• National institutions to support Sustainable Development: In the absence of a participatory political system, many alternative ideas are excluded from consideration before any discussions on sustainable development, including the development of public institutions and national development banks to support long term investments in sustainable development and disaster risk reduction.
  • The domestic private sector: where the main challenges include:
    • Short term credits: The banking sector credit is primarily short-term, particularly in poor countries with weak governance in need of long term investments. For example, in some countries in Africa, short-term credit accounts for 90 % of bank financing, vs. 50-60 % for developing countries as a whole.
    • Domestic saving rates: Gross domestic savings rates in LDCs are significantly less than requirements for sustained domestic investment.
    • Incentives for long term investments: Governments must develop policies to provide incentives for greater long-term investment in sustainable development by the private sector. However, this needs political will and commitment which is not always available, especially in weak governance countries, as it also needs disincentives for investments in high-risk, non-sustainable development sectors.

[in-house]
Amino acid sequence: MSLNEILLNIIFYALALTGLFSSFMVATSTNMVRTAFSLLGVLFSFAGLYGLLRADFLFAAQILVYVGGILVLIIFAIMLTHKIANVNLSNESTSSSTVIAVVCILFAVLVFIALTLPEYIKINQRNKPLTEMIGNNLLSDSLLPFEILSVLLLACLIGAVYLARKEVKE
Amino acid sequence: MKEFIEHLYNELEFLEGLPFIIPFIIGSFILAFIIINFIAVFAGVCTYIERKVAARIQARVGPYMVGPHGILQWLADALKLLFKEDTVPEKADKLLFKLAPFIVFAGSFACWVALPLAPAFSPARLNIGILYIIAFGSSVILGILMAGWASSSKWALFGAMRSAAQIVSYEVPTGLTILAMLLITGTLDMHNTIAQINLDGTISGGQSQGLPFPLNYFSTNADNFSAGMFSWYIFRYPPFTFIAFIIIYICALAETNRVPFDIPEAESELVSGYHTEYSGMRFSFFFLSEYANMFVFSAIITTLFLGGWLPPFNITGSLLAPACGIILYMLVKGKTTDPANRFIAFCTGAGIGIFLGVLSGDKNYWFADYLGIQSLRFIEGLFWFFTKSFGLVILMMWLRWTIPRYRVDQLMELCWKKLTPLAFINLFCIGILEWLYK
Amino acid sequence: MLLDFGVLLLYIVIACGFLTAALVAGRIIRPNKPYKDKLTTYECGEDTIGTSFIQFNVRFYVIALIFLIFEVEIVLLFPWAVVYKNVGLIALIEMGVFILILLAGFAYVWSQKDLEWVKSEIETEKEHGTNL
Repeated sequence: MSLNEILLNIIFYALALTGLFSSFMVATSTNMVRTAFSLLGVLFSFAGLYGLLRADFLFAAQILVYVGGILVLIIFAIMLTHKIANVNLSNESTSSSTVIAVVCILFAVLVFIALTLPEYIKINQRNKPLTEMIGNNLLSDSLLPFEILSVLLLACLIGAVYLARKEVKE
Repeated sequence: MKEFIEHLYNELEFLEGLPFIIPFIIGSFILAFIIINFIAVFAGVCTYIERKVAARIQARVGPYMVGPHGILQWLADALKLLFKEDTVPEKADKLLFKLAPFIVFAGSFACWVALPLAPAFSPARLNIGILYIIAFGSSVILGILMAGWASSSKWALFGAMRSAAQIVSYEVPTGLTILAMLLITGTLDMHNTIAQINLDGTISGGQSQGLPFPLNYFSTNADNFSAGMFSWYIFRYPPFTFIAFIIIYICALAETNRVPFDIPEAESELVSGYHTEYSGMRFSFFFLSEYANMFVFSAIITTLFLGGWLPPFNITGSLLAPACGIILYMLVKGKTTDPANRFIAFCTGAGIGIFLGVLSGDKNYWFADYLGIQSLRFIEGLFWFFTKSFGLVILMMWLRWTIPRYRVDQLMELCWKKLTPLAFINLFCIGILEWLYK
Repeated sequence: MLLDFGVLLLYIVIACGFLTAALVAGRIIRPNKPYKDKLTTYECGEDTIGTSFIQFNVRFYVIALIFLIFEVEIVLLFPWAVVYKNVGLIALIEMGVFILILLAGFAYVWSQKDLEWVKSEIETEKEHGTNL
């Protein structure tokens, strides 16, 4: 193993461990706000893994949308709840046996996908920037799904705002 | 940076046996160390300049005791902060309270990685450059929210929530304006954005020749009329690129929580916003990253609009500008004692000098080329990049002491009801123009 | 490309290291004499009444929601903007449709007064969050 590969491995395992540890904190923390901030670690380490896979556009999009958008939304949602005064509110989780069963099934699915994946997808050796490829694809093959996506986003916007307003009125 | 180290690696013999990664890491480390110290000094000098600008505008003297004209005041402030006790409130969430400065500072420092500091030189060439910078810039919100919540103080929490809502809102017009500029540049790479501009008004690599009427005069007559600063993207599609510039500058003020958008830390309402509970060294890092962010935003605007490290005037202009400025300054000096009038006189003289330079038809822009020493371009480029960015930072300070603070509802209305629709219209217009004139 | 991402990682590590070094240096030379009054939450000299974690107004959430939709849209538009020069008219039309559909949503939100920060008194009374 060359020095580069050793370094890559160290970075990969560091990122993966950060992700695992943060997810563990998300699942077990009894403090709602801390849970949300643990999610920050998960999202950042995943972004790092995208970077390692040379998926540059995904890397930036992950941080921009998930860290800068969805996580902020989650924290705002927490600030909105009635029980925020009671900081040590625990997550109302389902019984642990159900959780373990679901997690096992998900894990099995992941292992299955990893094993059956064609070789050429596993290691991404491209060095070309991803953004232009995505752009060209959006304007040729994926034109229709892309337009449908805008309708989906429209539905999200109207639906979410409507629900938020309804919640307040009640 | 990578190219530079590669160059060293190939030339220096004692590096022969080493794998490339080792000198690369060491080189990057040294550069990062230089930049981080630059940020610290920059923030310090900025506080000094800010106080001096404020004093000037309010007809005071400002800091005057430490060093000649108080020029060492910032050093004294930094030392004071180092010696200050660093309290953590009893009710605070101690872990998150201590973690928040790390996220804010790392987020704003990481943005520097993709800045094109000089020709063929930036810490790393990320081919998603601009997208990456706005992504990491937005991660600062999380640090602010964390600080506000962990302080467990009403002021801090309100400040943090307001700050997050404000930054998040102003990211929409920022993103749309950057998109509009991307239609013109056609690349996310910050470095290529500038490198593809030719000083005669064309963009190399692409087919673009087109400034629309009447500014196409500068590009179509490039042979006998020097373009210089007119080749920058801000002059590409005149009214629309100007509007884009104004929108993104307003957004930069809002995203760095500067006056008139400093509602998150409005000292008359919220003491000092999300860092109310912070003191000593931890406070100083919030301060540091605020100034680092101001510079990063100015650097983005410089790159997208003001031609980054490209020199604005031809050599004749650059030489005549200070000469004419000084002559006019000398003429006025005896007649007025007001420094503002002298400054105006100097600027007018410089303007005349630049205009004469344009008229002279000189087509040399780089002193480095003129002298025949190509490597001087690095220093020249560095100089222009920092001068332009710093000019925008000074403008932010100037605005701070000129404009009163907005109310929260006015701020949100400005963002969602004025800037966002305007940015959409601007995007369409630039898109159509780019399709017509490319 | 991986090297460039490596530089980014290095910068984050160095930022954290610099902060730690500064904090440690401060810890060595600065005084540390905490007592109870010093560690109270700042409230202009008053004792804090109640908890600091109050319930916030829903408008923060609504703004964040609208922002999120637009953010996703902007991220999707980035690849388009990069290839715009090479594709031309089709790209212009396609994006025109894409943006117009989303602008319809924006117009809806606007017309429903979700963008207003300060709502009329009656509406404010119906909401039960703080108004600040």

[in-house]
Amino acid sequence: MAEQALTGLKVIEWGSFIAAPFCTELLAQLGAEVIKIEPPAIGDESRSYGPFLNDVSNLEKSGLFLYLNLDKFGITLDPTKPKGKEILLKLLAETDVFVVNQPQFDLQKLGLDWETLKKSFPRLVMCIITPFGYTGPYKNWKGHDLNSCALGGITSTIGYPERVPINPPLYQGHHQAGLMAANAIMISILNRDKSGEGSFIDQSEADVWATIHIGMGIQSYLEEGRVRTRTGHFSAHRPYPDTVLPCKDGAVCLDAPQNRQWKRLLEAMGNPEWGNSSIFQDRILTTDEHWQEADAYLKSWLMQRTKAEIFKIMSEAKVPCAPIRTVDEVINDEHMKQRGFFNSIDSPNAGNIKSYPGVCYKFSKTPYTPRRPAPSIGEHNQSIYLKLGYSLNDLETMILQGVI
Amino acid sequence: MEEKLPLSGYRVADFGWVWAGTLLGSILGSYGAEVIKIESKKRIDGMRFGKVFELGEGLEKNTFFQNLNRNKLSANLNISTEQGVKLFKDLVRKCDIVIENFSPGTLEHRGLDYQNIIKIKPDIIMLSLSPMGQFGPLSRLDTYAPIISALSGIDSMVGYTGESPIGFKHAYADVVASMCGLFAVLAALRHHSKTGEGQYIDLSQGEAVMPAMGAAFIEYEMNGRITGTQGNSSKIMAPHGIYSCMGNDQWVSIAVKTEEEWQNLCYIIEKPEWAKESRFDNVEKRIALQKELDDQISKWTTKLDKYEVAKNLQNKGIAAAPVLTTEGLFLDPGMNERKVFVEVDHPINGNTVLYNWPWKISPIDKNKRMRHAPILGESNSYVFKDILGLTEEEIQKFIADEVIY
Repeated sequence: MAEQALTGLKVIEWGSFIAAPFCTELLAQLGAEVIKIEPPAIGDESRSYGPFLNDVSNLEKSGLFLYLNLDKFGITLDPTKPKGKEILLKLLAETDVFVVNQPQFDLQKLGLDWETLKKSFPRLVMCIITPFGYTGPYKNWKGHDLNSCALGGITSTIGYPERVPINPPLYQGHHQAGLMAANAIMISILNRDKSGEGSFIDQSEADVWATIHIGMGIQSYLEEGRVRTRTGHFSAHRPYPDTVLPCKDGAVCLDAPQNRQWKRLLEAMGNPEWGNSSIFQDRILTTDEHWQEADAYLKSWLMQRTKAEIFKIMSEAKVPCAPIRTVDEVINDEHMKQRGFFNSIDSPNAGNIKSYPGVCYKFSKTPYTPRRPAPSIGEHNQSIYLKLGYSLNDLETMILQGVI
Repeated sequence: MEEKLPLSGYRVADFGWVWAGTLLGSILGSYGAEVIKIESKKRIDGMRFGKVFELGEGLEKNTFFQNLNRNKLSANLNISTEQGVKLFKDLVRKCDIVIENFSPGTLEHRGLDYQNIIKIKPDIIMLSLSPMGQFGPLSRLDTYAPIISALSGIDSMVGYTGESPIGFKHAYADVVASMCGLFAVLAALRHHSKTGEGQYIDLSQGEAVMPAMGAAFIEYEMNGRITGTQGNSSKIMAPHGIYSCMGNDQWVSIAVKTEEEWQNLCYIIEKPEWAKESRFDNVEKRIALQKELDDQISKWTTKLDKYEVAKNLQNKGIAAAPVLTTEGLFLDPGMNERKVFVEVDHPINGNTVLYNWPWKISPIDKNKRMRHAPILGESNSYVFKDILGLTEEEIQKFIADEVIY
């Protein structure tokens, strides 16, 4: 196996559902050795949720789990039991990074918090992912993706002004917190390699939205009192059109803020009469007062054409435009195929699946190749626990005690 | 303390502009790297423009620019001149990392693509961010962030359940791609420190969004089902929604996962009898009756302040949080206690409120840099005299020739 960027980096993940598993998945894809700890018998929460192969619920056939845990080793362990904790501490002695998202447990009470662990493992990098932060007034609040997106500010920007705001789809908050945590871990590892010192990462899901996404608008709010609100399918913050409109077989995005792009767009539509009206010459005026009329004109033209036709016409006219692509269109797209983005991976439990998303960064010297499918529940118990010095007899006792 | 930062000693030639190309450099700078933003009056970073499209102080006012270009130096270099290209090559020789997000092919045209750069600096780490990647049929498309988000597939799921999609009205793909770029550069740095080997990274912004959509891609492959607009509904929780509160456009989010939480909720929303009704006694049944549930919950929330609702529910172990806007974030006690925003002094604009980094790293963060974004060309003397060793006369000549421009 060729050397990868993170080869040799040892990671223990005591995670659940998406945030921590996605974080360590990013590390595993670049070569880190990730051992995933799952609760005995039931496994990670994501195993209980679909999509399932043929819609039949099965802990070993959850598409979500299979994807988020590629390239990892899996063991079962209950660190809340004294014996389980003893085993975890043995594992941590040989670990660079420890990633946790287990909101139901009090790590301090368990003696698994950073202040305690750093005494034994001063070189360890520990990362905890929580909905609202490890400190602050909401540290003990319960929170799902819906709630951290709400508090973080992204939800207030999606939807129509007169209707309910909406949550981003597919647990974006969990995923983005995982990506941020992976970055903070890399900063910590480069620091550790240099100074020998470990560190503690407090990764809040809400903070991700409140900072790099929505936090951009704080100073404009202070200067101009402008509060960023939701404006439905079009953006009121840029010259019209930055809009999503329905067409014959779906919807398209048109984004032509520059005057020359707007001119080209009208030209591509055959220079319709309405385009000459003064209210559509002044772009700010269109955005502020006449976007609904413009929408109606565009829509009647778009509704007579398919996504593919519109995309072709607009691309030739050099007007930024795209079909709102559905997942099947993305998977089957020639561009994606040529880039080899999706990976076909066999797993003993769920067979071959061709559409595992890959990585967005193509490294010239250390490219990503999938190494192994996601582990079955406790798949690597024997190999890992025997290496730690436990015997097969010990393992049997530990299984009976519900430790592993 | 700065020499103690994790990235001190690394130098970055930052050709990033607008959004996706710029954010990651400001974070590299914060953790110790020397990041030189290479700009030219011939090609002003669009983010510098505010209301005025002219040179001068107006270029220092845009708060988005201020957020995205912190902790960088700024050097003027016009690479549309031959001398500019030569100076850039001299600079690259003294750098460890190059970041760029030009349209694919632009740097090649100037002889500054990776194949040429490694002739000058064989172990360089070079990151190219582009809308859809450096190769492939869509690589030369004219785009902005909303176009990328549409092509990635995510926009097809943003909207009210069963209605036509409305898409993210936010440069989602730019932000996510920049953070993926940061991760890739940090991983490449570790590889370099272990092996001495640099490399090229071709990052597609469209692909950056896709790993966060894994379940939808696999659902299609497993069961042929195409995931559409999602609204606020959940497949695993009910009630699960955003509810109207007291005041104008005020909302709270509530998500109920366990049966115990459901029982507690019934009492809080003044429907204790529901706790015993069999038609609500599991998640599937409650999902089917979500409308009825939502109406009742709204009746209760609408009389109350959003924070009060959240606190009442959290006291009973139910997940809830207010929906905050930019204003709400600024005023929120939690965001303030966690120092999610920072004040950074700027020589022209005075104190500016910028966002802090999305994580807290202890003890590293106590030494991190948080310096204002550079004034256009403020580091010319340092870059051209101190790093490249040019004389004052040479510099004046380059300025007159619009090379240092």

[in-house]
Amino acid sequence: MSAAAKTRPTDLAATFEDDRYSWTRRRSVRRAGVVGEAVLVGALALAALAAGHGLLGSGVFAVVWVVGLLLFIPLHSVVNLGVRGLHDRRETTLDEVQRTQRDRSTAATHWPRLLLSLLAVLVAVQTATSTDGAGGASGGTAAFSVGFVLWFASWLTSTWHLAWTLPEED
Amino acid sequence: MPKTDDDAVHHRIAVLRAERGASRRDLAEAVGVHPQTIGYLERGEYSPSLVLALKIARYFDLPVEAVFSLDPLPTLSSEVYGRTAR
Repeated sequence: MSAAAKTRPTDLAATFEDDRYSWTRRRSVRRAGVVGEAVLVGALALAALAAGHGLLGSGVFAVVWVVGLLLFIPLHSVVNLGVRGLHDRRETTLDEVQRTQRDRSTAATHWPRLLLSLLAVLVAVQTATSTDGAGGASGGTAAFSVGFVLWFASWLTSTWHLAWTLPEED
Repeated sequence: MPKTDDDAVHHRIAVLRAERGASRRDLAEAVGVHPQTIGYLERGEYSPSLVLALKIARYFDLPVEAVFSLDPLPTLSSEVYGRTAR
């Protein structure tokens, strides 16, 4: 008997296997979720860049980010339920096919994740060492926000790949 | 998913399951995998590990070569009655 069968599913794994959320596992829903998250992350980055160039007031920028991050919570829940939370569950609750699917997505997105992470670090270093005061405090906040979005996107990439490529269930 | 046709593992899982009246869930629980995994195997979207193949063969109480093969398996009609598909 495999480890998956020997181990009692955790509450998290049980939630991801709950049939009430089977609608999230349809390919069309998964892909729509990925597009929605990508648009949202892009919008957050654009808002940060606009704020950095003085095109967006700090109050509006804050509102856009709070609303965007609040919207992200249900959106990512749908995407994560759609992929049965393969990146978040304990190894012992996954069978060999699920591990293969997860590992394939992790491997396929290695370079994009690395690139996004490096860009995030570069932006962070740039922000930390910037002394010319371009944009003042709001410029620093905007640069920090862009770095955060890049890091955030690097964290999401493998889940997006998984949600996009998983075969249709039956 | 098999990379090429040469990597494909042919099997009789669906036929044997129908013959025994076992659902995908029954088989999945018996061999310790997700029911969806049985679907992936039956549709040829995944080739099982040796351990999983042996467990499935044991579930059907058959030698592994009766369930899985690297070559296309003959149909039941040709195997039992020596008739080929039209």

• The lack of long-term bond markets: which limits the availability of long-term financing in many countries.
    • Institutional investors: Emerging market pension funds are estimated at $2.5 trillion, with large investments in domestic sovereign debt and in national or regional infrastructure (for some developing countries, including in South Africa, Ghana, Chile, Mexico and Peru).
    • Lack of accounting of Environmental, Social and Governance (ESG) considerations: An increasing number of companies have signed on to initiatives such as the Principles for Responsible Investment and the UN Global Compact. Nonetheless, the share of investment subject to ESG considerations was 7% of the global capital market in 2010 (US$ 611 trillion of investments in the US$ 12143 trillion). It should be recognized that this offers an additional route for mainstreaming DRM and CCA into development.
  • The International Public Sector: The main challenges may be classified under the following sub-categories:
    • Reliance on and Shortage of Overseas Development Aid (ODA): ODA continues to provide essential financial and technical cooperation to LDCs (About 40% of ODA currently benefits LDCs), African countries, Landlocked Developing Countries (LLDCs), Small Island Developing States (SIDS), and countries affected by conflict, amongst other developing countries. However, ODA to LDCs, particularly in sub-Saharan Africa, has fallen in recent years. Furthermore, ODA does not necessarily lead to sustainable development, as the former acts as a form of rent and the latter needs the development of productive sectors.
    • Proliferation of funds for HFA, MDG and UNFCCC: donors and funds often do not underline the same salient features in HFA, MDG and UNFCCC to developing countries and LDCs with limited capacities and resources.